Hoffman motion platform deploys state-of-the-art FLIR ball
BY TOM HOFFMAN, CEO/PRESIDENT
As I write this, two new fires have broken out in the Sierra. One of them, the TrailHead fire spanning the boundary between Placer and El Dorado Counties, threatens hundreds of structures and nearly a thousand acres. Daytime temperatures are hovering well over 95° at the fire’s elevation.
Annually-speaking, wildfires are getting worse, especially in the West. The Insurance Information Institute says:
The 2015 fire season set a new record for the number of acres burned in the United States. Between January 1 and December 30, 2015 there were 68,151 wildfires, which burned 10,125,149 acres, according to the National Interagency Fire Center. During the same period in 2014, 63,417 fires burned 3,577,620 acres. The previous record was set in 2006 at 9,873,745 acres… In the first five months of 2016… about 1.6 million acres were burned… compared with 410,990 in 2015.
Into the smoke and heat come aircraft-mounted forward-looking infrared radiation (FLIR) sensors. They are mounted on Hoffman’s FLIR ball assembly, shown below as an artist’s concept. This is a motion platform that extends the ball – where the sensors and electronics are located – into the airstream. The ball is capable of 360°of rotation. Read more about it here.
The FLIR ball performs one job remarkably well. “We can see the forest through the smoke,” said Courtney Aviation wildfire air attack pilot Mark Zaller. “We direct the work being done by the tankers, the firefighters on the ground – the people – and where the fire is going.” Zaller has been flying since the 1970’s.
Day and night, it provides real-time digital imagery both in the cockpit and to fire commanders on the ground. The imagery is GPS-indexed to enable air tankers to “bomb” fire targets with military precision.
The motion assembly is installed in a Turbo Aero Commander 500B owned by Courtney Aviation and based at Columbia airport near Sonora. California.
As photographed here and shown above, the extended ball is seen in the operational position. That’s me in the inset photo, standing near the ball beside the cockpit window.
Flying under contract with the U.S. Forest Service and Cal Fire, Courtney’s operational territory includes the most fire-prone regions of California, extending from around Bakersfield in the south to beyond Redding in the north, a stretch of more than 500 miles north to south and ~200 miles east to west.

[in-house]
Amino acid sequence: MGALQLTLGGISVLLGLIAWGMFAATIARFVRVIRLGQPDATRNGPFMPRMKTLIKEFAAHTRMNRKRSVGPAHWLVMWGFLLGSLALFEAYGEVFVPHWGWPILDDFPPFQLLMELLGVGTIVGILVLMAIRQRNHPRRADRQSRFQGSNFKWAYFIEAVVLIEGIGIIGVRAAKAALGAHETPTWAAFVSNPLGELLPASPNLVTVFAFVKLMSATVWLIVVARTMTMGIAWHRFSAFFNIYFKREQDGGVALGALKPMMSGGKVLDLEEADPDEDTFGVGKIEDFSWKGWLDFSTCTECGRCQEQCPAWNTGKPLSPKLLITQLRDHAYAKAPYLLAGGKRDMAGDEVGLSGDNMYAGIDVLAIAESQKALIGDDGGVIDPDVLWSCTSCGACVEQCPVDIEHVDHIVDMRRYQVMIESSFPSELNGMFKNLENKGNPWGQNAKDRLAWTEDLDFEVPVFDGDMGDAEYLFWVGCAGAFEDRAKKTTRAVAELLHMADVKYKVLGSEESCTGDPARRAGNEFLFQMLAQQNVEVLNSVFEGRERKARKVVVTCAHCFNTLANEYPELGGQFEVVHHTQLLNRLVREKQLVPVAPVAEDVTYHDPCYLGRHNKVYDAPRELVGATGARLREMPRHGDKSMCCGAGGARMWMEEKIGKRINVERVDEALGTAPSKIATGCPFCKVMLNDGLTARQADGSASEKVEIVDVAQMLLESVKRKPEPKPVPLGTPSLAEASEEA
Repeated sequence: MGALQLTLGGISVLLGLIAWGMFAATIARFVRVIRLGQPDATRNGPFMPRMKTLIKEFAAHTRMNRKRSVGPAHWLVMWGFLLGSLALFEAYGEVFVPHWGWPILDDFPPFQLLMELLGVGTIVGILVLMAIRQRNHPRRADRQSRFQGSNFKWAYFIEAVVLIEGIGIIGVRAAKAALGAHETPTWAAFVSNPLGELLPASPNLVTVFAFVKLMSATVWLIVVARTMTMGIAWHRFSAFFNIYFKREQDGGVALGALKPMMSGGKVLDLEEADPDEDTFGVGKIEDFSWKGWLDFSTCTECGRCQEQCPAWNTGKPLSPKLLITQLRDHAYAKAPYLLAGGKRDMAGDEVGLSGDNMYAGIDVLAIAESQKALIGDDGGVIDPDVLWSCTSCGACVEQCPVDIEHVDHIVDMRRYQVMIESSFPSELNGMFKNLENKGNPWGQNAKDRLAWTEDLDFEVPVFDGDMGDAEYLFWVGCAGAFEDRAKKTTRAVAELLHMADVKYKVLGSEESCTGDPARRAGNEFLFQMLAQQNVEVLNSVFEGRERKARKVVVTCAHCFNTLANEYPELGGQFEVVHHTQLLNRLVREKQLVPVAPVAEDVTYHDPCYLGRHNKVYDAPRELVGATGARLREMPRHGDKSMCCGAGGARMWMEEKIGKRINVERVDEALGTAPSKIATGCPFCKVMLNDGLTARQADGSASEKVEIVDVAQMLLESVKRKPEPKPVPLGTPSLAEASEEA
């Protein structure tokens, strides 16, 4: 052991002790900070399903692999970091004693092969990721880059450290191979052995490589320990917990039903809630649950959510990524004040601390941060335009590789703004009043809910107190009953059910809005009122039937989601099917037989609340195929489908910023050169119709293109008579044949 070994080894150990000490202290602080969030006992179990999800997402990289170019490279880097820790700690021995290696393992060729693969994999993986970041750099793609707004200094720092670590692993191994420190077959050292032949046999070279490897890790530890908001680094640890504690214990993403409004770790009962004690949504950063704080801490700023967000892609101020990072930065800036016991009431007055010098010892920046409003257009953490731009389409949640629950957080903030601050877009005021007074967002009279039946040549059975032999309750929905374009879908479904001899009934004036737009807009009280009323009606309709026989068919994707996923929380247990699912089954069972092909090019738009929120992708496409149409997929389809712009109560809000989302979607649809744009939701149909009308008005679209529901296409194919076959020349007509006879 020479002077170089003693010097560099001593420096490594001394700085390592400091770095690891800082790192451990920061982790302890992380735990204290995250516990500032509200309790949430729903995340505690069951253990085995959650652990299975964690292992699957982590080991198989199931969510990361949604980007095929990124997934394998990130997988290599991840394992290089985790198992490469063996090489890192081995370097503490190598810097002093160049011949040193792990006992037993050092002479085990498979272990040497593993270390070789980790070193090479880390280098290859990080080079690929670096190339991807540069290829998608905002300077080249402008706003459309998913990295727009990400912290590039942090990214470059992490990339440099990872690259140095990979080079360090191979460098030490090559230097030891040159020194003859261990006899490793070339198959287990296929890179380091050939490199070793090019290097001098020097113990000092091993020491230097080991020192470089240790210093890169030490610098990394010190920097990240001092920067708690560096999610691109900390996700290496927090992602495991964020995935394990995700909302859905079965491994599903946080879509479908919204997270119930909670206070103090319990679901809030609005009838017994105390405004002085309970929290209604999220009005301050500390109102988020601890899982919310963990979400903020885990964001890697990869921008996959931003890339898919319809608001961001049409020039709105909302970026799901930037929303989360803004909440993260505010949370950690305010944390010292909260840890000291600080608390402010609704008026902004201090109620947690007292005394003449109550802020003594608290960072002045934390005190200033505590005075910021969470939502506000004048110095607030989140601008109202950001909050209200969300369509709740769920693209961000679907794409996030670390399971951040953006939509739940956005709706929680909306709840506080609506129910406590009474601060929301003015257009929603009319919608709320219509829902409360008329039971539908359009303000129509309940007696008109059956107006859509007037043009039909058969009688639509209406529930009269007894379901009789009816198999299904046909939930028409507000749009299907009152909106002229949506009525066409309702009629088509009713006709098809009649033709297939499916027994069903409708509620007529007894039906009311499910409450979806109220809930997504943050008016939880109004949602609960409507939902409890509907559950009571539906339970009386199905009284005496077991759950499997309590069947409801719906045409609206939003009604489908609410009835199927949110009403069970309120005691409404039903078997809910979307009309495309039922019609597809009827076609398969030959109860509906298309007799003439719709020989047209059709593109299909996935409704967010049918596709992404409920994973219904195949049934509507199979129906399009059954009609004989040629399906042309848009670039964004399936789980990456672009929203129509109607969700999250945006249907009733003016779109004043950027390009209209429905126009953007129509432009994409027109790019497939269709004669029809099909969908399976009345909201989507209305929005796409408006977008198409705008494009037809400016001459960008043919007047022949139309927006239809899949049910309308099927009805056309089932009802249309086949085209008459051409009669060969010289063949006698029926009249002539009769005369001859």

From its mountain base near the mid-point of this region, Courtney flies on extremely short notice. The company’s territory embraces the Sierra Nevada. Trinity Alps, Siskiyou’s and coastal ranges stretching hundreds of miles. With cruise speed above 300 mph, the Turbo Aero Commanders can be over most new fire in minutes. It’s not rocket science to realize that early fire suppression is the key to reduced devastation and damage.
This vast territory includes landmark sites like Yosemite National Park, Mt. Shasta, Lassen and Whitney, many national forests and most of California’s state forests.
FLIR Ball Delivers State-of-the-Art Images
The ball is designed and manufactured by Cloud Cap Technology (Hood River, Oregon), a business unit of UTC Aerospace, and sold as the TASE 200 system. Courtney Aviation integrates the lightweight system with the custom-designed Hoffman motion platform. The ball itself employs a gimbal-stabilized motion system. Using a rugged touchscreen Fujitsu notebook computer right in the cockpit, an operator “flies” the ball using Cloud Cap’s Viewpoint software. Zaller says the system is relatively easy to use. “We can bring a new operator-observer up to speed in minutes.”
A YouTube video narrated by Zaller provides an exciting example of the system in actual use. See it here (highly recommended).
In addition to forward-looking infrared sensor that sees through smoke, the ball includes a digital camera with a 30X zoom lens. A special algorithm developed by Courtney enables the infrared part of the system to differentiate the infrared signature of hot granite on a sunny day with actual fire.
A typical mission might last over four hours. Zaller says Viewpoint software “provides the crucial brains for operating the ball and the cameras.” In operation, he says, the imagery – both infrared and standard visual -- can be re-distributed to the smartphones of the firefighters on the ground. And, through the same radio downlink, the imagery can be converted to a 3D image to enable a GIS mapping team to draw the perimeters of a growing fire (which, in turn, is shared with the media to inform the public).
“It’s fantastic technology and we want others to take advantage of it,” exclaims Zaller. “We’re working toward a standard to make this available to all forest firefighters.”
Because the system is lightweight, at some future point it could deployed on unmanned aerial vehicles (UAV’s or drones) that are flown from the ground. Given its capabilities, Courtney Aviation’s system is destined to continue to improve wildfire management.